Lyme Disease

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    Desperately Wanting IV Fluid

    Has anyone been able to get an IV from an Urgent Care etc? I’ve been so badly dehydrated and I can’t keep much down. I got food poisoning a few weeks ago and it completely F*&%#? up my stomach. I’ve been drinking water every ten minutes but I haven’t been able to keep down my electrolyte drinks, only my vitassium pills and extra salt on the mashed potatoes I can eat.
    But because of the horrible experiences I’ve had with ERs, Urgent Cares, and Drs I have trouble believing anyone will believe me and help. Especially since I don’t think my doctor ever put POTs as an official diagnosis on my chart.
    And on top of that I’m hypoglycemic (non-diabetic) but haven’t been diagnosed. So I’m dealing with both but can’t seem to get help. And getting my family to want to take me to the dr has been… awful. They are treating me like it’s nothing. Just my Lyme disease acting up. And our insurance ran out yesterday and doesn’t start again until the 12th.
    I’m so done. So sick of this. The only ones that seem to care are the dog and cat. (And I’m sure some of you all on here too. Hence this post…)

    #PosturalOrthostaticTachycardiaSyndrome #AutonomicDysfunction #Dysautonomia #ChronicIllness

    8 people are talking about this
    Community Voices

    hello! good to be here. thank you Thomas! Looks like a great group. I'm happy to be here. Here is the article you suggested I share.

    the below is the text to the article. there is a video on the site it comes from that is very much worth watching (9 minutes long) beyondmeds.com/2022/09/14/life-with-tardive-dyskinesia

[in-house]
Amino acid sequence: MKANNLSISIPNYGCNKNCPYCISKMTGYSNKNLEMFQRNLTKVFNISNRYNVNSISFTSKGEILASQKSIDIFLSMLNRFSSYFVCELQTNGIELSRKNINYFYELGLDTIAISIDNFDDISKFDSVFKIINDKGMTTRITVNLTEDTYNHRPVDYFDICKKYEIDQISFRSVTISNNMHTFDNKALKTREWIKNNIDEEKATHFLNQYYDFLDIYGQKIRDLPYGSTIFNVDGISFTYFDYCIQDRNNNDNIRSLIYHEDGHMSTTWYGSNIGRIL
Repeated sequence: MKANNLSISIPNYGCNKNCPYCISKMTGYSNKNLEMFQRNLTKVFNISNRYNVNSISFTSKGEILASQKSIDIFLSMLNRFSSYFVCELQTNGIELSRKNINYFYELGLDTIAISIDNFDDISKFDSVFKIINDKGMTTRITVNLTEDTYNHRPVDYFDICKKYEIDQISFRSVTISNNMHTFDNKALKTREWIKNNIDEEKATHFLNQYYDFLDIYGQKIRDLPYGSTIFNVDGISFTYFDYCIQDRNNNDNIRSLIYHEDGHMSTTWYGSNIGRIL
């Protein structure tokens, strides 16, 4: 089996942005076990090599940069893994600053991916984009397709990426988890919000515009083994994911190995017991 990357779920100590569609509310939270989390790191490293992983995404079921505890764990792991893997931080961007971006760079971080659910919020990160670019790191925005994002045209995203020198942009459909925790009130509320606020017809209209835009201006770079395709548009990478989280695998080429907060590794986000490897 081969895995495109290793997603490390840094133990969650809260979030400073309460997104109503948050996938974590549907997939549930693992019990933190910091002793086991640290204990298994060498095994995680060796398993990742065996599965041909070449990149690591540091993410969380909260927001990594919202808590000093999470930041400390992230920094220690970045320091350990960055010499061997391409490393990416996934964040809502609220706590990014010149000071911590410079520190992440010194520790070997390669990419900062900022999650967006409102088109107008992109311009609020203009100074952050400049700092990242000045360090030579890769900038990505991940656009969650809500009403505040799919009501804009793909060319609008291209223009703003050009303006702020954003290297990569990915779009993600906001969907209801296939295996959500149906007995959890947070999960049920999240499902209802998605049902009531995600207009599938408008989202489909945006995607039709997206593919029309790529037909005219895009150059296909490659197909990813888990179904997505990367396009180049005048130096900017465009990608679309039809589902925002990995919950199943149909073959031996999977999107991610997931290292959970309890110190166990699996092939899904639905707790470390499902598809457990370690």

I’ve posted a couple of times about having TD. It is an awful debilitating, crippling and disfiguring disease caused by iatrogenic injury. I just discovered the National Organization for Tardive Dyskinesia so I thought I would share. There is very little accurate or clear information about this disease. I have avoided doctors mostly as I’ve not encountered anyone that seems like they would do anything other than harm. Neurologists who treat TD are prone to use psych meds and the MDs I saw mostly shamed and dismissed me as crazy. I did have a psychiatrist who was also a friend diagnose me and it’s very clear that I have TD. I go from being physically okay to being able to hardly stand up in the same day. I suffer from acute and chronic pain in my face, head, neck and shoulders. I am often totally unable to function as a result of this drug injury. I’ve written very little about it because this site was about recovering after coming off psych meds and well, I’ve got my mental health but I am not well. It’s likely I will never be well. My only goal now is to learn how to cope better. As readers of this site know I’ve exhausted all manner of behavioral and lifestyle healing methods. This is not an easy ride.

    (video is placed here: beyondmeds.com/2022/09/14/life-with-tardive-dyskinesia/)

    My work on TD is below. I’ve experienced it very much in my own way and written very little. Perhaps I’ll write more moving forward. My experience suggests systemic infection as it’s clearly involved with the various systemic infections I was diagnosed with as Lyme Disease. (Lyme is amorphous systemic infections that vary greatly from person to person depending on the combination of pathogens…if the organisms associated with Lyme disease is presnt you can say you have lyme disease…it seems to me many people have systemic infections complicated by heinous biofilms that don’t always get diagnosed as lyme…so I don’t really like that diagnosis as I think it’s lacking in clarity.)